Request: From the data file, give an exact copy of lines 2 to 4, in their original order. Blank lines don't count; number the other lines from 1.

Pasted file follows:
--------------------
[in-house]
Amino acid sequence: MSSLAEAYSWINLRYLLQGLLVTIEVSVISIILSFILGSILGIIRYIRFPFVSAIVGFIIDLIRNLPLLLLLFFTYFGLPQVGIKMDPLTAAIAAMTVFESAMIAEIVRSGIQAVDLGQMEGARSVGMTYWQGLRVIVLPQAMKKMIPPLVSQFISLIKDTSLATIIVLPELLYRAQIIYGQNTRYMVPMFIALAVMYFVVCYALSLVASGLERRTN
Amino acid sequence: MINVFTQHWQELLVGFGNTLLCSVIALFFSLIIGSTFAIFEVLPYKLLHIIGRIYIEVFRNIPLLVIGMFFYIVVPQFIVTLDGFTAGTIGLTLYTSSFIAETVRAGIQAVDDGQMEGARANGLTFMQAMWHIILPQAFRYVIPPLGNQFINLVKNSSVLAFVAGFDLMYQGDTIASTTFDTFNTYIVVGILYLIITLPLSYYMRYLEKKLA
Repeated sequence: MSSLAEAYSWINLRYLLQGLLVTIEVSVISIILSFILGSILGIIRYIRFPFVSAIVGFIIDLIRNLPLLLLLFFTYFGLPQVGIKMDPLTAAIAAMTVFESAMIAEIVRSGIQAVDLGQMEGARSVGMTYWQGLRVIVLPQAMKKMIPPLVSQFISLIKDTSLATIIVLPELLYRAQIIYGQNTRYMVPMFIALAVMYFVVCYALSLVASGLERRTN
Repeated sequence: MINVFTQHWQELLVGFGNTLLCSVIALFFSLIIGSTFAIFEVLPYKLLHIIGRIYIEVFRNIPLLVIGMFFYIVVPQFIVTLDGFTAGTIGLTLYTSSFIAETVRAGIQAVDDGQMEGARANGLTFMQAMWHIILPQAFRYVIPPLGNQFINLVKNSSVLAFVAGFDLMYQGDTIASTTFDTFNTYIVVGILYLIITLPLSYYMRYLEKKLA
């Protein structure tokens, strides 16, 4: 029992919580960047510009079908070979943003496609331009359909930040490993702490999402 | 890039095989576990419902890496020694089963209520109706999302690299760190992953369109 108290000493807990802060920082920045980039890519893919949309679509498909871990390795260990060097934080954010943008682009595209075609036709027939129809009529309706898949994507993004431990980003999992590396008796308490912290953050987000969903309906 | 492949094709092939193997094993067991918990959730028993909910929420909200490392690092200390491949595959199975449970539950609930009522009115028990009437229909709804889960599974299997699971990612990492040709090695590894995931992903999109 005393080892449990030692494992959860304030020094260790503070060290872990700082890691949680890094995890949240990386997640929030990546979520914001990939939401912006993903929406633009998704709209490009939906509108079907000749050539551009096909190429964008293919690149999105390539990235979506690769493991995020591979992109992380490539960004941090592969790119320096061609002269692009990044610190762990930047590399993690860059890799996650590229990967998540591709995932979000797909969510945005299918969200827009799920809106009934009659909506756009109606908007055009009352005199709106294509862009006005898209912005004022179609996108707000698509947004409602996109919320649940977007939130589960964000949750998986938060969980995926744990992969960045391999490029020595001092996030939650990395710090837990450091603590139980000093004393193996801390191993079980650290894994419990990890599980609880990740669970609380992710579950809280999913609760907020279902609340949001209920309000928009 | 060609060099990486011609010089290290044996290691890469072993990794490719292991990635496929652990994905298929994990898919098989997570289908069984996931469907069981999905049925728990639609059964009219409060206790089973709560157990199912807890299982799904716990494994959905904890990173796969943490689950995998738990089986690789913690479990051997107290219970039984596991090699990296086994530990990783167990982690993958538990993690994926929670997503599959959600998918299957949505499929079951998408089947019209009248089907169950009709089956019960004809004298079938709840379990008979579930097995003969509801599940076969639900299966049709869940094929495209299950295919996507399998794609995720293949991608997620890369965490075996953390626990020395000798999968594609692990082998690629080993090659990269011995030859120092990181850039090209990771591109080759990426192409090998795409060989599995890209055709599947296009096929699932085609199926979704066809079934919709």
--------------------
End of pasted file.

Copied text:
Amino acid sequence: MSSLAEAYSWINLRYLLQGLLVTIEVSVISIILSFILGSILGIIRYIRFPFVSAIVGFIIDLIRNLPLLLLLFFTYFGLPQVGIKMDPLTAAIAAMTVFESAMIAEIVRSGIQAVDLGQMEGARSVGMTYWQGLRVIVLPQAMKKMIPPLVSQFISLIKDTSLATIIVLPELLYRAQIIYGQNTRYMVPMFIALAVMYFVVCYALSLVASGLERRTN
Amino acid sequence: MINVFTQHWQELLVGFGNTLLCSVIALFFSLIIGSTFAIFEVLPYKLLHIIGRIYIEVFRNIPLLVIGMFFYIVVPQFIVTLDGFTAGTIGLTLYTSSFIAETVRAGIQAVDDGQMEGARANGLTFMQAMWHIILPQAFRYVIPPLGNQFINLVKNSSVLAFVAGFDLMYQGDTIASTTFDTFNTYIVVGILYLIITLPLSYYMRYLEKKLA
Repeated sequence: MSSLAEAYSWINLRYLLQGLLVTIEVSVISIILSFILGSILGIIRYIRFPFVSAIVGFIIDLIRNLPLLLLLFFTYFGLPQVGIKMDPLTAAIAAMTVFESAMIAEIVRSGIQAVDLGQMEGARSVGMTYWQGLRVIVLPQAMKKMIPPLVSQFISLIKDTSLATIIVLPELLYRAQIIYGQNTRYMVPMFIALAVMYFVVCYALSLVASGLERRTN